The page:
As co-host of cult sports show The Crowd Goes Wild, Mark Richardson gained a reputation for his wry and candid commentary. Richardson was no armchair commentator; he retired from the Black Caps cricket team in 2004, after time as opening batsman. He joined Andrew Mulligan on The Crowd Goes Wild after commentating test matches for Sky Sport and radio. In 2012 Richardson began hosting TV3's hit DIY show The Block, with viewers twice voting him best presenter in the TV Guide Best on the Box Awards. By 2017 he was also winning attention on Three’s The AM Show, alongside Duncan Garner and Amanda Gillies.
Don't, don't, don't, please don't do this Mark ... The Crowd Goes Wild co-host Andrew Mulligan tries to contain a rogue Mark Richardson response, March 2016
Combining sketches, pranks and parodies, Jono and Ben at Ten quickly gained popularity after it hit the airwaves in 2012. Critics praised the Jono Pryor (The Jono Project) and Ben Boyce (Pulp Sport) hosted series as one of the top shows that year. In this first episode, Pryor and Boyce hold their own Olympic Games, prank clothing store customers and get child versions of themselves to ask celebrities the hard questions. Meanwhile, comedian Guy Williams sings goodbye to rugby player Sonny Bill Williams at a press conference. The TV3 series was renamed Jono and Ben in 2015.
This major documentary series chronicles the first half century of Kiwi television. Made for the Prime network (after being declined by TVNZ), it examines the medium’s evolution across seven episodes. After an opening 70 minute overview, individual programmes covered the stories of sport, entertainment, drama and comedy, protest coverage, New Zealand identity and Māori television — with an impressive array of interviews, and 50 years worth of telly highlights. John Bates was nominated for Best Documentary Director at the 2011 Aotearoa Film and TV Awards.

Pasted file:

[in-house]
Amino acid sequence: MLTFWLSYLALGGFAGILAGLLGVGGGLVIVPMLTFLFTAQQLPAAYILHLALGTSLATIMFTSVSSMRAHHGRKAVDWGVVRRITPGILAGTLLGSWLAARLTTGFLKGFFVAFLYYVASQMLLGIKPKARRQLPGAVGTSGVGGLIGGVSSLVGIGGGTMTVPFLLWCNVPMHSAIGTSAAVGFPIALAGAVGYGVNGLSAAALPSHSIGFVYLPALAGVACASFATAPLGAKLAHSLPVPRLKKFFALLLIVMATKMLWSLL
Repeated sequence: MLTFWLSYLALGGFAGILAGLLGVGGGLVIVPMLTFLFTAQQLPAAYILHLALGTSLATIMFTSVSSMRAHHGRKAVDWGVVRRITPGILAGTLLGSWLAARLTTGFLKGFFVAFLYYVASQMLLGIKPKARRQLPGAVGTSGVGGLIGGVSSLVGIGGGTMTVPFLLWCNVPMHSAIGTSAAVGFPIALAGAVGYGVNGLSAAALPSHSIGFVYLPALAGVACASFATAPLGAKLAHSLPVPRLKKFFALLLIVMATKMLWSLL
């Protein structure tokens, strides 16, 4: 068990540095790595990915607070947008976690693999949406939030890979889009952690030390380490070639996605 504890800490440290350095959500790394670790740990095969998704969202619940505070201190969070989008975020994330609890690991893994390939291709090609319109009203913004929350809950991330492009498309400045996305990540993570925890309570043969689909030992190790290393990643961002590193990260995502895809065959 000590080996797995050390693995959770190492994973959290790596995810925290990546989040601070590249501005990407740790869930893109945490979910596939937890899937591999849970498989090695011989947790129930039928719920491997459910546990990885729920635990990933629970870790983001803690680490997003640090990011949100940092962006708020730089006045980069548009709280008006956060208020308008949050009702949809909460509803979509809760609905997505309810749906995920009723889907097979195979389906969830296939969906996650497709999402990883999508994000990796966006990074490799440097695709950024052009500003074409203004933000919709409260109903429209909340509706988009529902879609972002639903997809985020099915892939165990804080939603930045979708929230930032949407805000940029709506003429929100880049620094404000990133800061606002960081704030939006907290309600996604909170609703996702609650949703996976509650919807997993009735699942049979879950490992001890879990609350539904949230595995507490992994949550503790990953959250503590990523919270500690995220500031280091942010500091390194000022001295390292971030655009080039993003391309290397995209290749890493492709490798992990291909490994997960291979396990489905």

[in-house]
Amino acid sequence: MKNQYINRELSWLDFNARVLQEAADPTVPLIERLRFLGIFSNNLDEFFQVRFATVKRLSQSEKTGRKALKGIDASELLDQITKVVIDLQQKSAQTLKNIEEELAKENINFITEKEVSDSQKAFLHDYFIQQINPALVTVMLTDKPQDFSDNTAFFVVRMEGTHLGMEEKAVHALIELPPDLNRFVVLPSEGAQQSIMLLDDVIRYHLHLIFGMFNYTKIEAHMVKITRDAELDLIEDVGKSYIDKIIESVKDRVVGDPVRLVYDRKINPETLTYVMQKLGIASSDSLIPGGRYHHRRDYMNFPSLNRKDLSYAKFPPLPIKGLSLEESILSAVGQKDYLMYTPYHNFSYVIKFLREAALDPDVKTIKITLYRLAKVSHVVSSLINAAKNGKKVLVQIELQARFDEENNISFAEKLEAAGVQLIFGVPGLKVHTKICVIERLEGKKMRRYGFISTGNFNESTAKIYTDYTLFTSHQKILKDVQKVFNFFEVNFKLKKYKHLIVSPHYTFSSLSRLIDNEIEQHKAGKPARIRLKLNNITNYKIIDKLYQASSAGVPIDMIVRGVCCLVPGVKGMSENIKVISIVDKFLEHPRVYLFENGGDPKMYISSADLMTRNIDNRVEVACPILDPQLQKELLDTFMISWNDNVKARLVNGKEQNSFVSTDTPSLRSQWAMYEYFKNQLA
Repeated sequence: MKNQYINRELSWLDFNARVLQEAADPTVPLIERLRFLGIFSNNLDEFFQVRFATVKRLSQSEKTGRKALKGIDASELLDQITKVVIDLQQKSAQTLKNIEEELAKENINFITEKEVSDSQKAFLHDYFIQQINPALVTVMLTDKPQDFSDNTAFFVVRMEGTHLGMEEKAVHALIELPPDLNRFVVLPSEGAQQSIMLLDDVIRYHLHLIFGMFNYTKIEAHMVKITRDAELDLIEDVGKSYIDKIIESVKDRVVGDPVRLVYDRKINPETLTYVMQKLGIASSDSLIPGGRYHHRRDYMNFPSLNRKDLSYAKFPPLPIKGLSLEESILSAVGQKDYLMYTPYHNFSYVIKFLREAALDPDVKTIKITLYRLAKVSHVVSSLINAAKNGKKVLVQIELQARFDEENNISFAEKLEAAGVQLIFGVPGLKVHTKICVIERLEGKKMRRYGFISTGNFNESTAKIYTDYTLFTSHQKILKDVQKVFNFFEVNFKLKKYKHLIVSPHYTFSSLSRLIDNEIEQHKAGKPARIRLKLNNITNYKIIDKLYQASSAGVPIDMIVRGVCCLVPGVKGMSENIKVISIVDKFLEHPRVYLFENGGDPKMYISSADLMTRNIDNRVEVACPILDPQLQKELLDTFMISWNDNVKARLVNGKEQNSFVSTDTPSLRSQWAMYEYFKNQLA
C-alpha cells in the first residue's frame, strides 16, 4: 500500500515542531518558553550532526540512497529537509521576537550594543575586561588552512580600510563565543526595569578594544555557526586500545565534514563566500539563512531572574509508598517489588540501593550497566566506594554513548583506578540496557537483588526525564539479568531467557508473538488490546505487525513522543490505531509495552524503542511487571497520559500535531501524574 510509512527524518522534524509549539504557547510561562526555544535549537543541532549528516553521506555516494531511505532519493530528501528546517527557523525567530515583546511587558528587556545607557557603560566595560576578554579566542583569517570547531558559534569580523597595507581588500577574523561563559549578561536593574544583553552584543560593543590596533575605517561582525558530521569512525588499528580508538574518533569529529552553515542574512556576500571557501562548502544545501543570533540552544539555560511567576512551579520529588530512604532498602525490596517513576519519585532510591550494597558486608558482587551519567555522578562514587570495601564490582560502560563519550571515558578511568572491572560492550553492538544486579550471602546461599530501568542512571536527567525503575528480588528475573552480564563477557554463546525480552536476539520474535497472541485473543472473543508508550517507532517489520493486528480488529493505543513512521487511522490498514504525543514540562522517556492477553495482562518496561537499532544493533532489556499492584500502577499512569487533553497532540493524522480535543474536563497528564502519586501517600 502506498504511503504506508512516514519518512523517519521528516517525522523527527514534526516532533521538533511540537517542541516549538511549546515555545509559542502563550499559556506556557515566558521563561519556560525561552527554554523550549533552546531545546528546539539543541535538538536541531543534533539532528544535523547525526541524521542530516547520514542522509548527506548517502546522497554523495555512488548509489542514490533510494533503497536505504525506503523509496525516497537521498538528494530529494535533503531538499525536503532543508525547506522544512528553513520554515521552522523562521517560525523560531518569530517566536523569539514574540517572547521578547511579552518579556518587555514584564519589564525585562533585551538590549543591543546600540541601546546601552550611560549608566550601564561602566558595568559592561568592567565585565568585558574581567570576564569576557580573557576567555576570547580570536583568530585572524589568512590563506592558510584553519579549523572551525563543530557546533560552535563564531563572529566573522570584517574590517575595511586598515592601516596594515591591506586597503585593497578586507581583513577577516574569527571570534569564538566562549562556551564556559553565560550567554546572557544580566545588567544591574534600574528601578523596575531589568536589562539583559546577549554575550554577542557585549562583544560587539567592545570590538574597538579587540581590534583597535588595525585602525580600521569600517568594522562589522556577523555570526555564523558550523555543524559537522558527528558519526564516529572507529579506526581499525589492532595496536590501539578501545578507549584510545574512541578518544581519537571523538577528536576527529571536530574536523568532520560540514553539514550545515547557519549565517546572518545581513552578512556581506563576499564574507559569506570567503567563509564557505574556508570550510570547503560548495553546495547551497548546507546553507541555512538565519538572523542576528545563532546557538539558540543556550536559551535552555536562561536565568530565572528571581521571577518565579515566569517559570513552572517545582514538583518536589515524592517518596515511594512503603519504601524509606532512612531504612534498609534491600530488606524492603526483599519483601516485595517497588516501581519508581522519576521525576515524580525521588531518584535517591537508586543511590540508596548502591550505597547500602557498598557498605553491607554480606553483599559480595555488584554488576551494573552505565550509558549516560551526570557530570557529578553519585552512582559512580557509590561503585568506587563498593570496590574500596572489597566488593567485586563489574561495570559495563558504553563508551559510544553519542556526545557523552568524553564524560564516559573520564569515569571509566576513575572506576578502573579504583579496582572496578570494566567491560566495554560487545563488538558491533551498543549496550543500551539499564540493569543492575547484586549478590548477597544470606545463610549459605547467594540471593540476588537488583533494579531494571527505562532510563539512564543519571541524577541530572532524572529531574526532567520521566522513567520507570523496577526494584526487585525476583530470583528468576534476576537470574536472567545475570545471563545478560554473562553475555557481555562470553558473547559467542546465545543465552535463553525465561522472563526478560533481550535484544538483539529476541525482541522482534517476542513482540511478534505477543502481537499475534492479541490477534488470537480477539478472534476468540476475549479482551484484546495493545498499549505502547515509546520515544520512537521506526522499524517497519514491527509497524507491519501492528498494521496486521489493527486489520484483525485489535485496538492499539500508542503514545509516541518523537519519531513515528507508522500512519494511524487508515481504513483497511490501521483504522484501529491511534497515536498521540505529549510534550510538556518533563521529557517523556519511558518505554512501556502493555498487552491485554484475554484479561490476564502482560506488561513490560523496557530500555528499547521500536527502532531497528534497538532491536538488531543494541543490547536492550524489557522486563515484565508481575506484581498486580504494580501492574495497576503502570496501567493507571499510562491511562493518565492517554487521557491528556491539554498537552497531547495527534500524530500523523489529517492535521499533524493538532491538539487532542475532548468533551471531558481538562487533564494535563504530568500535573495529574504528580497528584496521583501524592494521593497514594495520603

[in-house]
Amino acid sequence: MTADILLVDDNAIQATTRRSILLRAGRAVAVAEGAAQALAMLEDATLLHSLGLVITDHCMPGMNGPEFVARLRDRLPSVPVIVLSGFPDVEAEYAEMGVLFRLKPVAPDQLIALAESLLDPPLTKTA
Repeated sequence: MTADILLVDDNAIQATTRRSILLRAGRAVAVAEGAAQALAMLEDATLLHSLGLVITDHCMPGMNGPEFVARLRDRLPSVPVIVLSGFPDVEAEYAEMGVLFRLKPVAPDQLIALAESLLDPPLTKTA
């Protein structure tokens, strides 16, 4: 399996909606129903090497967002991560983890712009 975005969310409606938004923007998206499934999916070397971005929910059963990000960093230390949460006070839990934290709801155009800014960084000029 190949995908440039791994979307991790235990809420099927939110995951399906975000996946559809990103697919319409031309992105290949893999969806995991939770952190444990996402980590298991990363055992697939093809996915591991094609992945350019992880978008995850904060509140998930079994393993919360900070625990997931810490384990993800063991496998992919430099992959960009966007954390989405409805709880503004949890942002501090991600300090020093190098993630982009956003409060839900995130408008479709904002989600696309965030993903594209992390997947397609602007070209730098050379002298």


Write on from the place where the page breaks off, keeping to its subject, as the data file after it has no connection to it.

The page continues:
This fourth episode in Prime’s series on Kiwi television history series charts 50 years of sports on TV. Interviews with veteran broadcasters are mixed with clips of classic sporting moments. Changes in technology are surveyed: from live broadcasts and colour TV, to slo-mo replays and CGI graphics. Sports coverage is framed as a national campfire where Kiwis have been able to share in test match, Olympic, Commonwealth and World Cup triumphs and disasters — from emotional national anthems and inspirational Paralympians, to underarm deliveries, snapped masts and face-plants.